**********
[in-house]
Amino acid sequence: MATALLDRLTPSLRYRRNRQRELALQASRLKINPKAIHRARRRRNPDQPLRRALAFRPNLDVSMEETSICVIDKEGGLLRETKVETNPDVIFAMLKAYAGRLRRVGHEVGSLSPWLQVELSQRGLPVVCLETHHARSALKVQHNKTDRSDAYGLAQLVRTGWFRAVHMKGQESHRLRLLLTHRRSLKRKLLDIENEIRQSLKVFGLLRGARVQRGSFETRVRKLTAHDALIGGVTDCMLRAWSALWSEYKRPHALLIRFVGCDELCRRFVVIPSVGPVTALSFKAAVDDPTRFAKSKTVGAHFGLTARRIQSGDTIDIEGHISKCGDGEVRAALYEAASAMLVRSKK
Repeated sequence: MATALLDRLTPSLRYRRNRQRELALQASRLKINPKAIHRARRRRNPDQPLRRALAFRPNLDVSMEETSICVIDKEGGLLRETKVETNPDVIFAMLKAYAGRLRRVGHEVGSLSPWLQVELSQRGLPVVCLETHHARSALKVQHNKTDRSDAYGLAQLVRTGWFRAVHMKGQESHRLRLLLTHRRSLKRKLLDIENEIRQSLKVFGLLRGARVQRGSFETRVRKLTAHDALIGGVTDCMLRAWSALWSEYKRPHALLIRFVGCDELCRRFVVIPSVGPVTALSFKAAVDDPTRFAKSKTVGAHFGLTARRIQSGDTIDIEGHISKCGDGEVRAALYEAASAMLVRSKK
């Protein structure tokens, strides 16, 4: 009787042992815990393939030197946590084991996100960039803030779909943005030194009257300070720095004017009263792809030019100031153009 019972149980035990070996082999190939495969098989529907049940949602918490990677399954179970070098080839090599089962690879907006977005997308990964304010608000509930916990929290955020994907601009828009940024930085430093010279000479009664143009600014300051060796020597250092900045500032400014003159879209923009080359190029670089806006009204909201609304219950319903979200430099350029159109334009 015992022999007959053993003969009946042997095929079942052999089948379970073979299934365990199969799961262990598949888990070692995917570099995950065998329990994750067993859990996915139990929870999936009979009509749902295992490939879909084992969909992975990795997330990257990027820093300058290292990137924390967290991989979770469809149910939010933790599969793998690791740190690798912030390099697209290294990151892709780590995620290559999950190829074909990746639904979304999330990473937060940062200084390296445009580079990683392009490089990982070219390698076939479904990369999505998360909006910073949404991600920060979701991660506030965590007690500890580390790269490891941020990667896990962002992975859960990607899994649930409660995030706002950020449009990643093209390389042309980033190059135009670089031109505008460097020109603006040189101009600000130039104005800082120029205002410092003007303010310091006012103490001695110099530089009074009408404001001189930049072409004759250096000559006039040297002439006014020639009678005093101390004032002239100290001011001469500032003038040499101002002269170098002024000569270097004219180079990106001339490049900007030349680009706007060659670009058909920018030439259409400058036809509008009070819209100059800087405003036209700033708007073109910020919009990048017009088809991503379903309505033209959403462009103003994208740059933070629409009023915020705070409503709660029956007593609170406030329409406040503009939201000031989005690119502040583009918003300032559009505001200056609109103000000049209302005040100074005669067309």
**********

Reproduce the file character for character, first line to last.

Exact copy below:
[in-house]
Amino acid sequence: MATALLDRLTPSLRYRRNRQRELALQASRLKINPKAIHRARRRRNPDQPLRRALAFRPNLDVSMEETSICVIDKEGGLLRETKVETNPDVIFAMLKAYAGRLRRVGHEVGSLSPWLQVELSQRGLPVVCLETHHARSALKVQHNKTDRSDAYGLAQLVRTGWFRAVHMKGQESHRLRLLLTHRRSLKRKLLDIENEIRQSLKVFGLLRGARVQRGSFETRVRKLTAHDALIGGVTDCMLRAWSALWSEYKRPHALLIRFVGCDELCRRFVVIPSVGPVTALSFKAAVDDPTRFAKSKTVGAHFGLTARRIQSGDTIDIEGHISKCGDGEVRAALYEAASAMLVRSKK
Repeated sequence: MATALLDRLTPSLRYRRNRQRELALQASRLKINPKAIHRARRRRNPDQPLRRALAFRPNLDVSMEETSICVIDKEGGLLRETKVETNPDVIFAMLKAYAGRLRRVGHEVGSLSPWLQVELSQRGLPVVCLETHHARSALKVQHNKTDRSDAYGLAQLVRTGWFRAVHMKGQESHRLRLLLTHRRSLKRKLLDIENEIRQSLKVFGLLRGARVQRGSFETRVRKLTAHDALIGGVTDCMLRAWSALWSEYKRPHALLIRFVGCDELCRRFVVIPSVGPVTALSFKAAVDDPTRFAKSKTVGAHFGLTARRIQSGDTIDIEGHISKCGDGEVRAALYEAASAMLVRSKK
């Protein structure tokens, strides 16, 4: 009787042992815990393939030197946590084991996100960039803030779909943005030194009257300070720095004017009263792809030019100031153009 019972149980035990070996082999190939495969098989529907049940949602918490990677399954179970070098080839090599089962690879907006977005997308990964304010608000509930916990929290955020994907601009828009940024930085430093010279000479009664143009600014300051060796020597250092900045500032400014003159879209923009080359190029670089806006009204909201609304219950319903979200430099350029159109334009 015992022999007959053993003969009946042997095929079942052999089948379970073979299934365990199969799961262990598949888990070692995917570099995950065998329990994750067993859990996915139990929870999936009979009509749902295992490939879909084992969909992975990795997330990257990027820093300058290292990137924390967290991989979770469809149910939010933790599969793998690791740190690798912030390099697209290294990151892709780590995620290559999950190829074909990746639904979304999330990473937060940062200084390296445009580079990683392009490089990982070219390698076939479904990369999505998360909006910073949404991600920060979701991660506030965590007690500890580390790269490891941020990667896990962002992975859960990607899994649930409660995030706002950020449009990643093209390389042309980033190059135009670089031109505008460097020109603006040189101009600000130039104005800082120029205002410092003007303010310091006012103490001695110099530089009074009408404001001189930049072409004759250096000559006039040297002439006014020639009678005093101390004032002239100290001011001469500032003038040499101002002269170098002024000569270097004219180079990106001339490049900007030349680009706007060659670009058909920018030439259409400058036809509008009070819209100059800087405003036209700033708007073109910020919009990048017009088809991503379903309505033209959403462009103003994208740059933070629409009023915020705070409503709660029956007593609170406030329409406040503009939201000031989005690119502040583009918003300032559009505001200056609109103000000049209302005040100074005669067309």